This is the prime season where publishers release all the books in advance of the upcoming winter/holiday season. Included in this bushel o’ books are some of the most anticipated titles, like Dan Brown’s latest Robert Langdon book, Origin, Harlan Coben’s Don’t Let Go, and Stephen and Owen King’s Sleeping Beauties.
But along with those well-publicized blockbusters, there are a huge number of other newly released bits of magic that are just as eager to share your adventures with you, and savor the time that the lengthening evenings offer to curl up with a new book!
Here are just a few of the titles that have crept up onto our shelves this week:
The Dark Lake: The debut work of Australian author Sarah Bailey seems to have wowed plenty of authors and critics alike, with it’s moody atmosphere, deep, complex characters, and an investigation full of secrets and shattering revelations. The lead homicide investigator in a rural town, Detective Sergeant Gemma Woodstock is deeply unnerved when a high school classmate is found strangled, her body floating in a lake. And not just any classmate, but Rosalind Ryan, whose beauty and inscrutability exerted a magnetic pull on Smithson High School, first during Rosalind’s student years and then again when she returned to teach drama. As much as Rosalind’s life was a mystery to Gemma when they were students together, her death presents even more of a puzzle. What made Rosalind quit her teaching job in Sydney and return to her hometown? Why did she live in a small, run-down apartment when her father was one of the town’s richest men? And despite her many admirers, did anyone in the town truly know her? Gemma Woodstock is a wonderfully intriguing character in her own right, with plenty of secrets and shadows in her past, and we can only hope that this is the beginning of a series of outings for this fascinating detective! Douglas Preston, co-author of the Pendergast series, provided one of the cover blurbs for this book, calling it “A crime thriller that seizes you from the first page and slowly draws you into a web of deception and long buried secrets. Beautifully written, compulsively readable, and highly recommended.”
The Trick: Emanuel Bergmann’s tale deals with some of the darkest moments in the twentieth century, but the magic of his tale is how light it is, not only in terms of its narrative, but also in the way it continually shows the better side of human nature, the everyday ability we all have to work miracles. In 1934, a rabbi’s son in Prague joins a traveling circus, becomes a magician, and rises to fame under the stage name the Great Zabbatini just as Europe descends into World War II. When Zabbatini is discovered to be a Jew, his battered trunk full of magic tricks becomes his only hope of surviving the concentration camp where he is sent. Seven decades later in Los Angeles, ten-year-old Max finds a scratched-up LP that captured Zabbatini performing his greatest tricks. But the track in which Zabbatini performs his love spell—the spell Max believes will keep his disintegrating family together—is damaged beyond repair. Desperate for a solution, Max seeks out the now elderly, cynical magician and begs him to perform his magic on his parents. But as their unlikely friendship develops, Max learns some of the real secrets behind Zabbatini’s greatest tricks–and realizes the secret that binds them together. This a beautiful book with an ending that will turn you inside out. RT Book Reviews gave this book a ‘Top Pick’ rating, saying in its review, “Bergman’s storytelling is a feat of magic in and of itself; his light tone and deft descriptions capture the wonder of friendship, the heartbreak of youth, and the dread of some of history’s darkest moments with an ease that is both engaging and deeply emotional. The result is a story that is powerfully moving without being heavy-handed, and full of hope without being blind to the horror and selfishness of which humanity is capable.”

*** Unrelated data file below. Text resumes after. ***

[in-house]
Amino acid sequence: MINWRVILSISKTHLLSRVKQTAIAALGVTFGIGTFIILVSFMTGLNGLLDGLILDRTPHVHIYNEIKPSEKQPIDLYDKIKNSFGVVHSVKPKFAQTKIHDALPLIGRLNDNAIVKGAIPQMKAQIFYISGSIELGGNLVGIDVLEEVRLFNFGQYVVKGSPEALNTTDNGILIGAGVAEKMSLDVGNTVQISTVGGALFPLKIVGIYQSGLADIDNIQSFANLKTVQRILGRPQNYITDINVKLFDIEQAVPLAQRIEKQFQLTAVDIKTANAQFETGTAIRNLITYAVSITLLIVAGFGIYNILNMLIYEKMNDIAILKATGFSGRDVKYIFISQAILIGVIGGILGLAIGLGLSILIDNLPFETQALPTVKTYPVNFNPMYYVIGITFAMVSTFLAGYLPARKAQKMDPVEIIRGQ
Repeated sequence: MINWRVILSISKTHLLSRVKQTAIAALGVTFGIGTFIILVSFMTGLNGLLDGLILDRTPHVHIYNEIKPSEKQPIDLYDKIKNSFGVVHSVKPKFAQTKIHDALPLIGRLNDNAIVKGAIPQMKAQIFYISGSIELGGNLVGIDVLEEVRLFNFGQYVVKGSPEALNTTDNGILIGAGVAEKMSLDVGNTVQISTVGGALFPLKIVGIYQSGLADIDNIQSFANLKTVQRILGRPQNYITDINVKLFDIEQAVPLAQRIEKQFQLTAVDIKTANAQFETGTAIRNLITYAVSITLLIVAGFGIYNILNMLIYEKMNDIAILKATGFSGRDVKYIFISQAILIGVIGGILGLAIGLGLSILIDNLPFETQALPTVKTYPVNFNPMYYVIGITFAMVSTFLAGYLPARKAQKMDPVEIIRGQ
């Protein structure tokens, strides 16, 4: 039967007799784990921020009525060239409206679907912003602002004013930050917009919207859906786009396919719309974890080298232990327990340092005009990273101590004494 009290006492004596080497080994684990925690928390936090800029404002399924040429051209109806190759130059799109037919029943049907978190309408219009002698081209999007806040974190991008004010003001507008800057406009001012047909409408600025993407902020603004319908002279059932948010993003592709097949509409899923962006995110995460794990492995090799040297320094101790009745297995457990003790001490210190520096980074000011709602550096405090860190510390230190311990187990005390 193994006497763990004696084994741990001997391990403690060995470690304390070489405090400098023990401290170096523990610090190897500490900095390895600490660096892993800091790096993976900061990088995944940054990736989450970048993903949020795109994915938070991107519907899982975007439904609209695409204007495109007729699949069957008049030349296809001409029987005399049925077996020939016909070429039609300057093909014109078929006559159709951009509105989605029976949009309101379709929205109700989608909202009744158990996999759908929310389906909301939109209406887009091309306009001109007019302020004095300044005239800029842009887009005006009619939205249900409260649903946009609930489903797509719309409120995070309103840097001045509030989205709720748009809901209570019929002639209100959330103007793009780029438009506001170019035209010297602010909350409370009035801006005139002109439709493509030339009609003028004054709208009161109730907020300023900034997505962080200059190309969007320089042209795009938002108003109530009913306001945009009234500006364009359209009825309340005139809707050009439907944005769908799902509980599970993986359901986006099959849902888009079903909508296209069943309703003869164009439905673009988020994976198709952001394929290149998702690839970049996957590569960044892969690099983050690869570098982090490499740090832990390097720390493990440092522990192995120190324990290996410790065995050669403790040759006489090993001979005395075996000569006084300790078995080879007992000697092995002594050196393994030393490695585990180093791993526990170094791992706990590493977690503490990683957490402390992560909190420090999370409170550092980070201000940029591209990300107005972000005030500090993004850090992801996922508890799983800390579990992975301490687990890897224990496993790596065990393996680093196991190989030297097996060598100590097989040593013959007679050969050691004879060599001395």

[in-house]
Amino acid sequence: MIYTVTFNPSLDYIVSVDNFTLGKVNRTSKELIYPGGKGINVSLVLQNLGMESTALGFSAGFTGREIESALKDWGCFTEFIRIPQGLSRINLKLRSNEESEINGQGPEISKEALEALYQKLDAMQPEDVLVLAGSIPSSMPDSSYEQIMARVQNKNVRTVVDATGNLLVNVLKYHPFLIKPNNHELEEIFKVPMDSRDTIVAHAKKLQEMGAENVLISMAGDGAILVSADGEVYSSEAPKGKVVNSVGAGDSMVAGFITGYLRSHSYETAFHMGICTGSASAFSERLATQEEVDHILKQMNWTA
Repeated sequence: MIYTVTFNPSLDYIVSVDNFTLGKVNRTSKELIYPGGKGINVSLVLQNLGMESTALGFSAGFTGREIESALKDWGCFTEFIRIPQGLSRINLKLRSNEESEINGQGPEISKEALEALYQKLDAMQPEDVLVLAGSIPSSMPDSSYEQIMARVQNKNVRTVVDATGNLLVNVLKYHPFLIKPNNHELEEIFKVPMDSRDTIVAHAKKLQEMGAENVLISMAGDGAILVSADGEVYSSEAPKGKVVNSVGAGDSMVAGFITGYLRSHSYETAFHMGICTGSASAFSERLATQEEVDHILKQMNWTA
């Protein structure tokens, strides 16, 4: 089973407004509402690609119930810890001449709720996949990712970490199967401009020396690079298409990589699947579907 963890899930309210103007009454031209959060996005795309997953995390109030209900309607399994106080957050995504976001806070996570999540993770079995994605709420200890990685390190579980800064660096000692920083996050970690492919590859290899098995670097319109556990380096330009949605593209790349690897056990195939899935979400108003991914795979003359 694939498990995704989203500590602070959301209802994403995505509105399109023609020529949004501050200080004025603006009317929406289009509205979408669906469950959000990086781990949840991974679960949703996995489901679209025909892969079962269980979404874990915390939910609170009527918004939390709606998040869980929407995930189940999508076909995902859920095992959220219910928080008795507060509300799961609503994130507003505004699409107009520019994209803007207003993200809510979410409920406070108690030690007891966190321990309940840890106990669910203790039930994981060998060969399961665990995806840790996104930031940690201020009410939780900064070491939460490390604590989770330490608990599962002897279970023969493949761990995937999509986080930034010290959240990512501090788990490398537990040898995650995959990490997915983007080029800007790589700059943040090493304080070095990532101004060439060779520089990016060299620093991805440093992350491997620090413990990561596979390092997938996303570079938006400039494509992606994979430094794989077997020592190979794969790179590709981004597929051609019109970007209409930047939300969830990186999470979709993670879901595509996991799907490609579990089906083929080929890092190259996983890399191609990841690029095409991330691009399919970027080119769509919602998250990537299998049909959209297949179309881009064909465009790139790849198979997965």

Ali: A Life: Jonathan Eig had access to all the key people in Ali’s life to write this complete biography, including his three surviving wives and his managers. He conducted more than 500 interviews and uncovered thousands of pages of previously unreleased FBI and Justice Department files, as well dozens of hours of newly discovered audiotaped interviews from the 1960s. Collectively, they tell Ali’s story like never before—the story of a man who was flawed and uncertain and brave beyond belief. “I am America,” he once declared. “I am the part you won’t recognize. But get used to me—black, confident, cocky; my name, not yours; my religion, not yours; my goals, my own. Get used to me.” In providing insight into our of our century’s most well-known, complicated, and larger-than-life personalities, Eig also helps us understand the times in which Ali lived, and the legacy he left behind for us, in sports, culture, and politics. This book is being hailed as a triumph, and has already made a number of ‘must read’ and ‘best of’ lists, and Kirkus gave it a starred review, calling it “An appropriately outsized—and first-rate—biography . . . Eig does a fine job of covering all the bases . . . An exemplary life of an exemplary man who, despite a few missteps, deserves to be remembered long into the future.”